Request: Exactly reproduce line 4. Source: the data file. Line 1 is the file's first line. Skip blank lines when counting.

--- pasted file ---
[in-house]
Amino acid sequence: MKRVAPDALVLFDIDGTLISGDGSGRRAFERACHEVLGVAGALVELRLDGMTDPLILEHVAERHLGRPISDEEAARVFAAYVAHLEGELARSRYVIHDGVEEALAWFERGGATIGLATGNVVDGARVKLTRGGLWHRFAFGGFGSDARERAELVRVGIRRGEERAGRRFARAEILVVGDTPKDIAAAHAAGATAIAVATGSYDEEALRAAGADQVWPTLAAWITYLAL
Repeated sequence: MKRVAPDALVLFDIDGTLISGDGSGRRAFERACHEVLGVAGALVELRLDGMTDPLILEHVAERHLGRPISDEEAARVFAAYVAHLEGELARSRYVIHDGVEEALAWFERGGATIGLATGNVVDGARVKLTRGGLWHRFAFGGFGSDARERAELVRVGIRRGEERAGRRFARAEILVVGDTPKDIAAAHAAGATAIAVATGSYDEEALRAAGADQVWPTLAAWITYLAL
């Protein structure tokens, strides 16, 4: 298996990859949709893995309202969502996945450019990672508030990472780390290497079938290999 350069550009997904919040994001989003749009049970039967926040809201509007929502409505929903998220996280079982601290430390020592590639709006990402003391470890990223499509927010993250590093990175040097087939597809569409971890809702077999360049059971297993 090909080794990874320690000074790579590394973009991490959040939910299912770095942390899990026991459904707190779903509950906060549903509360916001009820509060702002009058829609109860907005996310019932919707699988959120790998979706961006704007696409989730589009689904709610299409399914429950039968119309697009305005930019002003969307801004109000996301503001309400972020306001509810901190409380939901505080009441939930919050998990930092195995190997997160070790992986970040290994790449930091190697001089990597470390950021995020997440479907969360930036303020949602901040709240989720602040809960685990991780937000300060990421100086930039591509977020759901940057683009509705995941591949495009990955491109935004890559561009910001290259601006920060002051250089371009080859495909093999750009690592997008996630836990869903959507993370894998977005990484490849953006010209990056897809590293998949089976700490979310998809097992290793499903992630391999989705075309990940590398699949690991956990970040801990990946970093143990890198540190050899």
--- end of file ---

């Protein structure tokens, strides 16, 4: 298996990859949709893995309202969502996945450019990672508030990472780390290497079938290999 350069550009997904919040994001989003749009049970039967926040809201509007929502409505929903998220996280079982601290430390020592590639709006990402003391470890990223499509927010993250590093990175040097087939597809569409971890809702077999360049059971297993 090909080794990874320690000074790579590394973009991490959040939910299912770095942390899990026991459904707190779903509950906060549903509360916001009820509060702002009058829609109860907005996310019932919707699988959120790998979706961006704007696409989730589009689904709610299409399914429950039968119309697009305005930019002003969307801004109000996301503001309400972020306001509810901190409380939901505080009441939930919050998990930092195995190997997160070790992986970040290994790449930091190697001089990597470390950021995020997440479907969360930036303020949602901040709240989720602040809960685990991780937000300060990421100086930039591509977020759901940057683009509705995941591949495009990955491109935004890559561009910001290259601006920060002051250089371009080859495909093999750009690592997008996630836990869903959507993370894998977005990484490849953006010209990056897809590293998949089976700490979310998809097992290793499903992630391999989705075309990940590398699949690991956990970040801990990946970093143990890198540190050899």